Harsh Texture


A sobering look at an FBI sting against a potential terrorist. Far from the Hollywood glamor, here the FBI pits a psychopath against a fairly tech-savvy islamic convert.

In the decades of cinema history we’ve seen embedded federal agents from White Heat to Donnie Brasco, but nothing quite like Saeed Torres. Financially desperate and socially isolated, his anonymous FBI handlers sic him on the equally desperate and isolated in the name of preventing terrorism. The filmmakers imply Saeed is a sociopath which the FBI values in this line of work. Better to draft someone who would have no problem both building up a relationship and then selling that target out. That Saeed is inept at managing his finances and perennially unable to land straight work acts as a bonus. He tries to justify his role in capturing potential terrorists as being just a small cog in the government machine, but his true allegiance is to the money and the prestige of the work. Though its never discussed outright, I imagine its these that made Saeed a willing participant in (T)ERROR. Whether the filmmakers offered him a bit of money or a platform for his exploits Saeed is just as loyal to the film production as he is to his next mark.

There’s nothing worse than a rat, except one who serves as a lure to a trap. Saeed dances around the word “entrapment”. The FBI wants to convict those they’ve targeted, and they want to convict them as terrorists. Tax frauds, negligent parents, or possessors of illegal firearms don’t have the same je ne sais quois, and wouldn’t play quite as well in the press. Saeed’s task then becomes one of planting suggestions and setting up introductions. He can’t say “let’s rob a bank” he must instead imply “I bet there’s a lot of money in there” and then eventually “here’s someone I think you should meet”.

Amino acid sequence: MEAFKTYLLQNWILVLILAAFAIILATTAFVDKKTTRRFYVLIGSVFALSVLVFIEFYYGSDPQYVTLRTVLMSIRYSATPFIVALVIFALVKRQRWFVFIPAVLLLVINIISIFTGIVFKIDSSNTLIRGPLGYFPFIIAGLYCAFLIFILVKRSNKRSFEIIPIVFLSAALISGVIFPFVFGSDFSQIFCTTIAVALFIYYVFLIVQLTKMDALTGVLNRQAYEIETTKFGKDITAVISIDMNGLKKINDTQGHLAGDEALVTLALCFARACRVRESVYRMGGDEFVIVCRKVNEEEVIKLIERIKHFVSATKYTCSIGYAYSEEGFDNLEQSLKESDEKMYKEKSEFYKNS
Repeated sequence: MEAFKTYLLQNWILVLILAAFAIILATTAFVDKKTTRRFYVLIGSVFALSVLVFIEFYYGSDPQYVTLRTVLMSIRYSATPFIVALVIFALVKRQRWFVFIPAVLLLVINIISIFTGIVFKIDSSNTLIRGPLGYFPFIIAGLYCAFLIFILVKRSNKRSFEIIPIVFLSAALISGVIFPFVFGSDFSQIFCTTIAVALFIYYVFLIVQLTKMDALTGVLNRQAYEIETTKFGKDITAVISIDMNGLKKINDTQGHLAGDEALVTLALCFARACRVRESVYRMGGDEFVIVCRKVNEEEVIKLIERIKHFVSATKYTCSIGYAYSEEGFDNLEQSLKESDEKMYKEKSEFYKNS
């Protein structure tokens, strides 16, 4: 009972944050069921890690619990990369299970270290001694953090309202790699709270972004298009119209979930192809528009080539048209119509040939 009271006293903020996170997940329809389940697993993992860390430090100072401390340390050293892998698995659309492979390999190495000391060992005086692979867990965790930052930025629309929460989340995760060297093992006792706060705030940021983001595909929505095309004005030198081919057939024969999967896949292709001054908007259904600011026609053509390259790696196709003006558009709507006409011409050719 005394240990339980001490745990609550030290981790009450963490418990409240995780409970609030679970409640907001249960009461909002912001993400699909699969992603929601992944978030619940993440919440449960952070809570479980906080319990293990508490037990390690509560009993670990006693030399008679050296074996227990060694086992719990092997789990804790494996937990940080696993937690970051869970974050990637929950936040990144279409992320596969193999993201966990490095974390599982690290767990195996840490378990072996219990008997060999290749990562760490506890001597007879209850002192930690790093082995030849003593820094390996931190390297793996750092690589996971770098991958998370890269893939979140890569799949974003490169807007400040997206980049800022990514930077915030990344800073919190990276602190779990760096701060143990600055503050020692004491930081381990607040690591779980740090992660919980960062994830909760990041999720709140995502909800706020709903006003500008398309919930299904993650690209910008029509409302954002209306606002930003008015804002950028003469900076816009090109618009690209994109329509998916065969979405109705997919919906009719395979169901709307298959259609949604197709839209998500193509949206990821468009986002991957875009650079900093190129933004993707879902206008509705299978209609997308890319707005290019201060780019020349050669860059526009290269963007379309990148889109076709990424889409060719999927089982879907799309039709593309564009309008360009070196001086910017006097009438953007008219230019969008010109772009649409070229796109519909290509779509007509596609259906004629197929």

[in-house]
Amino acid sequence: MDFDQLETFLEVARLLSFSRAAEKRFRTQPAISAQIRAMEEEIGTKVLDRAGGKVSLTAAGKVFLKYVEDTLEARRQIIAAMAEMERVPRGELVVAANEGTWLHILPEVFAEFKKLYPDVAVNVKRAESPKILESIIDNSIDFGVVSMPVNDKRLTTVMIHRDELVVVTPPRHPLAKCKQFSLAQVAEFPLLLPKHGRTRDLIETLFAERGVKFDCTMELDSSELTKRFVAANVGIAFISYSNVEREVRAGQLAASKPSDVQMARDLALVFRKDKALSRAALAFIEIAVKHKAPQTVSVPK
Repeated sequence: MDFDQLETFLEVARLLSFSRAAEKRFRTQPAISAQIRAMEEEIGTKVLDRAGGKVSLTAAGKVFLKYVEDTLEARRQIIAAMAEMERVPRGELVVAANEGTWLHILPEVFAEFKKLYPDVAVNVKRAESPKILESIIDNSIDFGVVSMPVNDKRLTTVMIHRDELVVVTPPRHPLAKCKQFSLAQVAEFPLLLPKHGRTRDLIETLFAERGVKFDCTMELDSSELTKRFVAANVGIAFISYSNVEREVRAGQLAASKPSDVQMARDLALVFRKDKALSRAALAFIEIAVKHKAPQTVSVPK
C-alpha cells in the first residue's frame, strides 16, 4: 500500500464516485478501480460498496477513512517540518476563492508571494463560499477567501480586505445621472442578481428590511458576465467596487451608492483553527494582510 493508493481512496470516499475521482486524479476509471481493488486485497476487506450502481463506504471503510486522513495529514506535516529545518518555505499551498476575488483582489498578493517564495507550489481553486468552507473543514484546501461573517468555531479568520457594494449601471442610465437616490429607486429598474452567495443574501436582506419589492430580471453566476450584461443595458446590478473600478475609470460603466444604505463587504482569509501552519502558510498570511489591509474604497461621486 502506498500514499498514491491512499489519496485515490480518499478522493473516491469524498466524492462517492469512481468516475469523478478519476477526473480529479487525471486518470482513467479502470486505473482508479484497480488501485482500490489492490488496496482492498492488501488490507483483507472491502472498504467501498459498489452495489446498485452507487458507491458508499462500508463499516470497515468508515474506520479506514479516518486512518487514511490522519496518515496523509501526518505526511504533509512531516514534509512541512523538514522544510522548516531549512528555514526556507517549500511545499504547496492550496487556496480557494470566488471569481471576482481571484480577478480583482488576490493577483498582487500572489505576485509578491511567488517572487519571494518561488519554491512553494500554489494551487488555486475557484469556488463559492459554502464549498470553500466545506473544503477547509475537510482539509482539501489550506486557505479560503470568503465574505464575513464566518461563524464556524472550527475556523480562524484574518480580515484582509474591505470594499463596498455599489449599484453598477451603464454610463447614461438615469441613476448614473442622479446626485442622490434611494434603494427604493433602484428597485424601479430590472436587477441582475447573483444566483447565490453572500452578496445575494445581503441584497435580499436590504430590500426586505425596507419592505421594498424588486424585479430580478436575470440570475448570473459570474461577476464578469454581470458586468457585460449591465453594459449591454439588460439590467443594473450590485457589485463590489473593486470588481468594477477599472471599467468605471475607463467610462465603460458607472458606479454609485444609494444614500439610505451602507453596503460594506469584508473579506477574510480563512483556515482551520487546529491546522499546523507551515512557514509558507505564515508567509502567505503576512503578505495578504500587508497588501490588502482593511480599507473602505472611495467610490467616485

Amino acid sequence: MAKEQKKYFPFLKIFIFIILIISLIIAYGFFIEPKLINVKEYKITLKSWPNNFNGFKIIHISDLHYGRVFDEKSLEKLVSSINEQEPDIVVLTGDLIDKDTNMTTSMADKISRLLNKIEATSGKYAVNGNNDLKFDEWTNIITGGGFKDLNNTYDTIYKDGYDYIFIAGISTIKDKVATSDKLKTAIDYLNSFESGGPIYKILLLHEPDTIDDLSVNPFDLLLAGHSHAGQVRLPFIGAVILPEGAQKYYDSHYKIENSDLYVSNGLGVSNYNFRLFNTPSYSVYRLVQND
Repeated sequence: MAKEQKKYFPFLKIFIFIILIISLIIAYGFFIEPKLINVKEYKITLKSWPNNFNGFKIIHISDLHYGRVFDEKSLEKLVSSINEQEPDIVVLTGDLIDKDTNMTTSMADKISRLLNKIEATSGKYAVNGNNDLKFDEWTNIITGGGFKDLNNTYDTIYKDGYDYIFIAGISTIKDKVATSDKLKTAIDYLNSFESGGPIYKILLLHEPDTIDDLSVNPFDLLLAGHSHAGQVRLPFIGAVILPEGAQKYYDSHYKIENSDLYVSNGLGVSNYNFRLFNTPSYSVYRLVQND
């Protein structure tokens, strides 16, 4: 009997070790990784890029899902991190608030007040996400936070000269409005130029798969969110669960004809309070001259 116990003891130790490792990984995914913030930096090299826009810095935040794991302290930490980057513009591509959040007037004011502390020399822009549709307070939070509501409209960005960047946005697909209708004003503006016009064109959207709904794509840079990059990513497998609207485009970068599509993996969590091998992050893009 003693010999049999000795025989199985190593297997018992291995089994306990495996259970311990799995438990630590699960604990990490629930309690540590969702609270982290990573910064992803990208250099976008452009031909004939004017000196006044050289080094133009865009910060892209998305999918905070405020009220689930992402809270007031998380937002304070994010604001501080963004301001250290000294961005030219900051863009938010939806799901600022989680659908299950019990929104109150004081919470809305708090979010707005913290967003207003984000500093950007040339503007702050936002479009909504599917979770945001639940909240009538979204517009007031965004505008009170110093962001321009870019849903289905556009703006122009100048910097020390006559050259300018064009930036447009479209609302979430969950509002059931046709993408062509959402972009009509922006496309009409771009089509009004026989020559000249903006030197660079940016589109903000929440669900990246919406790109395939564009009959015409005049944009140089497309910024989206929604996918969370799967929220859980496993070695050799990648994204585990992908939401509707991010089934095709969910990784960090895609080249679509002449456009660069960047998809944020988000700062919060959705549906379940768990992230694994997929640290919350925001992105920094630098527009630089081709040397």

Saeed is just a contractor for the FBI. He gets a whiff of their unlimited resources when they set him up in apartments and provide cover employment. Payment comes in envelopes of cash handed off in clandestine locations. But he’s responsible for his own transportation and cell phones. His communications back to the bureau are terse and informal. “Can u meet?” The FBI seems content with Saeed’s natural skill set and his pedigree as a former Black Panther.

The mark this time is a caucasian convert to Islam living in government-assisted housing in Pittsburgh. Khalifah is more than a generation apart from Saeed, drawing FBI attention for his pro Taliban screeds on Facebook and Youtube. The FBI sends him on a ill fated dance to connect to Khalifah through social media and expect a May-November friendship to flourish.

Khalifah is at the very least savvy. He recognizes nearly immediately that the FBI sent Saeed on his trail and works the internet and his amateur sleuthing skills to trace the net encircling him. Its incredible that so much information is publicly available and the government so brazen as to not cover their tracks.

A third target haunts the narrative. One of Saeed’s early marks, a down and out jazz bassist, never appears on camera but lingers at the margins. He was Saeed’s biggest bust but left him ostracized from his community and living in exile. As the particulars of the case become clearer, Saeed and his whole persona shrinks. (T)ERROR can produce a lot of news clippings but it cannot find even a whiff of heroism in any of its protagonists actions.

(T)ERROR reveals a crucial truth about the status quo. While the public turned against George W Bush and his administration, it left the security apparatus he set up largely unscathed and unprosecuted. In the press and larger society the hunts for terrorists are lionized. The press is still filling in the blanks with unwarranted tales of heroism and derring do. No more likely to investigate the actions of the FBI than the national media were to prosecute the case for the war in Iraq.

The FBI also benefits from the atrophying state of criminal justice. The government boasts  unlimited resources to prosecute anyone they see fit. Many of the potential targets are poor, represented by public defenders who push their clients toward plea deals rather than risking a trial. In discussions about the increase of the US prison population the rise of plea bargaining plays an outsized role. Seven years in prison looks better than fifteen especially when your only representation presents these options as binary choices.

(T)ERROR makes clear at the outset, Saeed is one of thousands. The FBI won their game with hundreds of “potential terrorists” since 9/11, racking up 15 year suspended sentences on often dubious charges. In the next few years the first waves of them will reemerge from their prison stints...

Published: July 15, 2018, 12:17 p.m.
Updated: July 15, 2018, 12:17 p.m.